WASHINGTON — Virgin Galactic’s SpaceShipTwo suborbital spaceplane arrived at the company’s spaceport in New Mexico Feb. 13, ready for a final series of test flights before the company starts commercial operations.
The vehicle, named VSS Unity, flew from the Mojave Air and Space Port in California to Spaceport America in southern New Mexico attached to its WhiteKnightTwo carrier aircraft. The company used the flight to perform environmental evaluations of the vehicle and also conduct pilot training and familiarization.
The long-awaited transfer of VSS Unity from California to New Mexico marks the beginning of the final stage of flight tests of the vehicle. Virgin said it plans to perform a series captive carry flights, where SpaceShipTwo remains attached to WhiteKnightTwo, and glide flights, where SpaceShipTwo is released and glides back to the spaceport. Those will be followed by an unspecified number of powered test flights.
“We still have significant work ahead, but we are grateful to all our teammates who have made this day a reality,” George Whitesides, chief executive of Virgin Galactic, said in a statement about the move of SpaceShipTwo to New Mexico.
VSS Unity made its last powered flight nearly a year ago. Since then Virgin Galactic has been making upgrades to the vehicle, including outfitting its cabin for commercial flights.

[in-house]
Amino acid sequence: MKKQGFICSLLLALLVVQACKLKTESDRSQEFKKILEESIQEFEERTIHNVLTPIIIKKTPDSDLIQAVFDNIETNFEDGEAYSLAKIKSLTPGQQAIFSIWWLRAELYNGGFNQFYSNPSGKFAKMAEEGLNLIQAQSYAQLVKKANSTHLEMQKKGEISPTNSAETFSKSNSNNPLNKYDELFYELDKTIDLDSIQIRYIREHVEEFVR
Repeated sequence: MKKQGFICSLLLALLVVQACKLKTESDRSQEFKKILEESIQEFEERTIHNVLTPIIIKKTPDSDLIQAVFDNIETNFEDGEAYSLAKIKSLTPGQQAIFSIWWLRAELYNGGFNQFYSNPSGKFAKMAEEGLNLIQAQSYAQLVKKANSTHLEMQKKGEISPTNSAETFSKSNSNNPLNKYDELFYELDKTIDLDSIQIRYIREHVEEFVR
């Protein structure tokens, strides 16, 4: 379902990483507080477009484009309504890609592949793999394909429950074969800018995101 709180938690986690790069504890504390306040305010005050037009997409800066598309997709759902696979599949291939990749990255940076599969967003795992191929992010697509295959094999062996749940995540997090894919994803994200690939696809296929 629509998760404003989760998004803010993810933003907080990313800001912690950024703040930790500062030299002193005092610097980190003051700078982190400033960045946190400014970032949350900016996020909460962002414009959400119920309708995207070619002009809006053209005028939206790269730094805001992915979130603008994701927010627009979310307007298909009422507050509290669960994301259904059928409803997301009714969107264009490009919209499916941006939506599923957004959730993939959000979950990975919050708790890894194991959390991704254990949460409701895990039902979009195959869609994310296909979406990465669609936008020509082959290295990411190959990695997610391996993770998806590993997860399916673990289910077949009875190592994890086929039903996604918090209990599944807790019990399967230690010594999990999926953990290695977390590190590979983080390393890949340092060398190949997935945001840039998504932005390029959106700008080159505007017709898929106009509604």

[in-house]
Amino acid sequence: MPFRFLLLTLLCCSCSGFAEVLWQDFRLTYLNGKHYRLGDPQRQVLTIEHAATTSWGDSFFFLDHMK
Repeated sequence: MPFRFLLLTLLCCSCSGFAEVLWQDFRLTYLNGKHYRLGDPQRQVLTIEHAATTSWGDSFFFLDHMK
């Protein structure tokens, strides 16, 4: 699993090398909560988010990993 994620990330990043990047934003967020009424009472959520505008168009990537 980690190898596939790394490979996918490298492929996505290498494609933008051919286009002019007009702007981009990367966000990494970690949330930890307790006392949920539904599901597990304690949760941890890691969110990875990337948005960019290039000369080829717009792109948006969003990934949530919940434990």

At the 23rd Commercial Space Transportation Conference here in January, company officials provided few schedule updates about the upcoming testing program, beyond saying that SpaceShipTwo would be transported to New Mexico “soon.”
Beth Moses, chief astronaut instructor at Virgin Galactic and part of the crew of the last powered flight of the vehicle, said at the conference one thing that will be tested on upcoming flights is how the cabin works with several people in it. “We need to increase our passenger density,” she said. “We’re hoping to refine the bespoke training. With four people in the cabin, how does it work out?”
In past investor presentations filed with the U.S. Securities and Exchange Commission, Virgin Galactic has projected beginning commercial service by June. The company has not provided a recent update to those plans, but may do so when the publicly traded company releases its fourth quarter and full year financial results Feb. 25.
Virgin Galactic started trading on the New York Stock Exchange in October after completing a merger with Social Capital Hedosophia, a special-purpose acquisition company that was already traded on that exchange. Virgin’s stock has, in recent weeks, soared to record highs, closing Feb. 13 at $23.66 a share, roughly double the price when it debuted on the exchange in October.
The arrival of SpaceShipTwo at Spaceport America was also a milestone for the state of New Mexico, which announced plans to develop the spaceport in 2005 and has waited patiently through the vehicle’s extended development program. While the runway and main terminal building were completed nearly a decade ago, Virgin Galactic completed the interior of the terminal building and declared it operationally ready only in August.
State officials see Virgin Galactic as an anchor for a growing space industry in the area, which they have dubbed “Space Valley.” Exos Aerospace and Up Aerospace have performed suborbital vertical launches from the spaceport, while SpinLaunch, a secretive company working on an alternative launch technology, is developing a test site there.
“Today marks another step closer: We will have a genuine Space Valley in Southern New Mexico, a hotbed of innovation and achievement and space tourism development,” New Mexico Gov. Michelle Lujan Grisham said in a statement.